Monday, June 05, 2006


Contributed By: Ray Flowers


Each week, for the next eight weeks on Wednesday, I will survey 6 players from each position whose performance is worthy of discussion. I will survey two players at the position who have failed to meet expectations, two who have greatly exceeded the numbers that were anticipated for them and then two players that are worthy of special attention the rest of the season. Some of the names on the list might be the reason that you are in 8th place in your league, while others whom you chose in the 22nd round of your draft might be the reason you currently sit in first place.


Jason Kendall (.265-0-12-12-2 in 136 AB)
Pace: .265-0-45-45-8
OK, so Kendall isn’t the hitter he once was (career .301), but who would of thought he wouldn’t hit a HR for 14 seasons (well it isn’t really that bad, but he hasn’t hit one for the A’s in 737 ABs). So let’s see. Kendall no longer appears capable of even putting up 5 HR and he apparently can’t hit for average any longer either (.270 average for the A’s in those 737 ABs). Even worse is the fact that he is on pace for only 45 runs scored when he has average 80 the past three years. In addition, Kendall has never scored fewer than 59 runs in any of the 8 seasons in his career when he has amassed at least 450 ABs, so he has a ways to go to meet even the meager expectations most of his owners had for him this year. One note of possible encouragement: Kendall is a better second half hitter in his career with a .306 average (vs. 297 in the first half) and .800 OPS (.775) after the all-star game.

Jason Varitek (.239-5-24-22-1 in 142 AB)
Pace: .239-18-89-81-4
This one is more about perception than anything else. Sure Varitek is a career .271 hitter, so that average must, and should, improve as the season progresses (he has hit at least .266 in each of the last 5 seasons). While most C tend to wear down as the season moves along, Varitek’s second half “fade” is really pretty minor (in his career he has hit .275 with a .816 OPS in the first half, with second half numbers of .264/.785). While his average is lagging, the 89 RBIs and he 81 Runs he is on pace to produce this year would both be career-highs. So don’t make the mistake of thinking he is really having a poor season except in the batting average category where he is, cause he is actually doing pretty darn well otherwise.


Mike Redmond (.417-0-8-4 in 48 AB)
Pace: .417-0-77-38
In April Redmond hit .375 and then he has upped that mark to a ridiculous .458 in May. Further proof of his amazing start can be seen in his home/road splits: .417 average with a .942 OPS at home in 24 ABs, .417 with a .962 OPS on the road in 24 ABs. Need some more numbers? How about a .500 average vs. lefties (22 ABs) and a .346 mark vs. righties (26 ABs). How about a .429 average indoors and a .400 average outside. Now before you totally dismiss his start, you should realize that Redmond is a career .291 hitter, so he should continue to have some value even when his unbelievably hot start ceases.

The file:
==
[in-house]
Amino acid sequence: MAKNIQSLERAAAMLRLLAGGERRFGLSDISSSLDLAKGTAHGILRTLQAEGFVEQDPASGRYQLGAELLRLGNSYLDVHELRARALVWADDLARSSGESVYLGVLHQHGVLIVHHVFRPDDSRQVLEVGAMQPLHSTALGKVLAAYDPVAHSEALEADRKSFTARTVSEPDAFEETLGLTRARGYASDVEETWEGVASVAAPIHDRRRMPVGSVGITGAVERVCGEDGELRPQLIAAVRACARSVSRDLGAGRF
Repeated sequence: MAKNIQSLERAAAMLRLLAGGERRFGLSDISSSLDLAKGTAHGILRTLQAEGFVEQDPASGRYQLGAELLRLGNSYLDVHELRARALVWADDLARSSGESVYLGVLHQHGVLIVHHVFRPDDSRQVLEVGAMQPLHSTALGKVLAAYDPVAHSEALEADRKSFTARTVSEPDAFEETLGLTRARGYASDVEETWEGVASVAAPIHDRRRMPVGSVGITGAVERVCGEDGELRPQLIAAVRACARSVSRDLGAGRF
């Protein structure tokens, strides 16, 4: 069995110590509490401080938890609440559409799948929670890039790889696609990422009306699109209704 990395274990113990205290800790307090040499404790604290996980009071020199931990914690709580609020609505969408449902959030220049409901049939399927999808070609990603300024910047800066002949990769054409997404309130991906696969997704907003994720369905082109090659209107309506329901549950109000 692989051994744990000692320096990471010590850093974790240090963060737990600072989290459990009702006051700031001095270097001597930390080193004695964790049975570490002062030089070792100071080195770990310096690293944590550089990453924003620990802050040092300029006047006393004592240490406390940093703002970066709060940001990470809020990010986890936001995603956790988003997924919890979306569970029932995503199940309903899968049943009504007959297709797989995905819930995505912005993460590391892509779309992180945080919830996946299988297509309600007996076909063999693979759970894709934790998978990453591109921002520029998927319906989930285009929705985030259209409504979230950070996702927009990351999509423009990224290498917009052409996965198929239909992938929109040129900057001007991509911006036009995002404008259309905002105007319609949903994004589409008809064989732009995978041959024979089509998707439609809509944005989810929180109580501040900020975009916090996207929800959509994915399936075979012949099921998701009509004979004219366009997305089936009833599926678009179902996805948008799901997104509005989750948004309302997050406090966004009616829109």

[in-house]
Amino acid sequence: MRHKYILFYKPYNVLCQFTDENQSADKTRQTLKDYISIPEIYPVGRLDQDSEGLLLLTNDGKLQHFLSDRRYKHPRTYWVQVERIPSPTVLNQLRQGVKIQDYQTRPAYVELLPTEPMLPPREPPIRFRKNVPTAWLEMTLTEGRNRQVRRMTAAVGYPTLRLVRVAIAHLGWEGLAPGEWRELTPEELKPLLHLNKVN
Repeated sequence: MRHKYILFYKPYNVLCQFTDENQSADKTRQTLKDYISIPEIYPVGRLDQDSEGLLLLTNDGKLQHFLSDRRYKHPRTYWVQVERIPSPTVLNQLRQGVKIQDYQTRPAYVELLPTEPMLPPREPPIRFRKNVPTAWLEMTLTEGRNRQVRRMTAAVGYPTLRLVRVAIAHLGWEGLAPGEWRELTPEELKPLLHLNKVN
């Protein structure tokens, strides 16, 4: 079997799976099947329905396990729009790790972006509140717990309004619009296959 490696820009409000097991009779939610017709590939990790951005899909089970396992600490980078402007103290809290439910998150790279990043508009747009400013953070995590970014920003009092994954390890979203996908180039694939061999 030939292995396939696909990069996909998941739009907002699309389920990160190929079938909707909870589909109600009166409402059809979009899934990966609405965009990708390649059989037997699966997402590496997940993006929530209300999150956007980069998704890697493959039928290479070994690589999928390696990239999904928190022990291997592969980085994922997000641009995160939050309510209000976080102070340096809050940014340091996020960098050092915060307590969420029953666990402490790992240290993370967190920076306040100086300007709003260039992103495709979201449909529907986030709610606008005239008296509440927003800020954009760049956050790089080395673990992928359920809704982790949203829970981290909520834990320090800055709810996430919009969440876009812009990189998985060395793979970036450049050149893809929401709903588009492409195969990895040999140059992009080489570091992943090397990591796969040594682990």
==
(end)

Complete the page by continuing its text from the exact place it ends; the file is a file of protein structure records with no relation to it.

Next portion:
Josh Bard (.361-5-14-11-0 in 61 AB)
Pace: .361-27-76-60
After an average start this year which included a .278 average with zero RBIs in 18 April ABs, Bard has blown up in May (.395-5-14-9). Obviously he is the number two option in San Diego behind Mike Piazza, but Piazza has been struggling a bit overall (.256-7-18-12), though he too has really hit well in May (.317-4-12 in 62 ABs). Bard’s playing time will be erratic and no matter how well he hits he doesn’t figure to supplant Piazza behind the dish this year. Entering 2006 Bard was a career .238 hitter with 13 HR an 61 RBIs in 485 career ABs so he should continue to be a solid hitter and worthy of a secondary catcher’s role on most rosters even if he continues to serve as Piazza’s backup.


Greg Zahn (.333-5-16-9-0 in 78 AB)
Pace: .333-28-91-51
I for one, was fairly certain that Zahn would not be able to duplicate his 2005 numbers (.251-11-61-61). First off, the Jays acquired Bengie Molina so there was every reason to think Zaun wouldn’t see much time wearing the tools of ignorance (Molina is hitting .285-4-14-13 in 130 ABs this year). Second, Zaun entered the year as a 35-year-old C, and that is not a good age to be when you pull on the shin guards. Third, Zahn’s 2005 season was a career year in his 12th season, not exactly something that gave me the warm and fuzzies. Flash forward to May 30th, and Zaun is exceeding the pace he established last year. Now I will make this statement: if Zaun reaches his projected totals this year, I will physically eat a baseball, that’s how certain I am that his current production is a total fluke. However, it doesn’t negate what he has done, and there is still a chance that he could match last years power numbers while improving his batting average. On the downside, June has been the worst month of his career as a hitter with a .216 average in 477 ABs, so there is a good chance his slide toward mediocrity is about ready to begin.

Jason LaRue (.197-3-9-7-0 in 71 AB)
Pace: .197-18-54-42
LaRue started the season on the DL after having minor knee surgery, and Javier Valentin, last years hitting hero in Cincinnati, was thrust into the lineup with generally poor results (.230-1-6-11 in 74 ABs). Basically, to this point of the season, neither C has distinguished himself on the offensive side of the game. However, LaRue is still on pace to have his fifth straight season of at least 12 HR and 50 RBIs, numbers that don’t sound too special until you realize that only three major league catchers have reached those numbers in each of the last 4 seasons; Ivan Rodriguez, Jorge Posada and Jason LaRue. In his career, LaRue has better numbers in the second half in AVG/OBP/SLG/OPS, and while his average isn’t great, he is a career .242 hitter overall so he surely has room to improve there as well.


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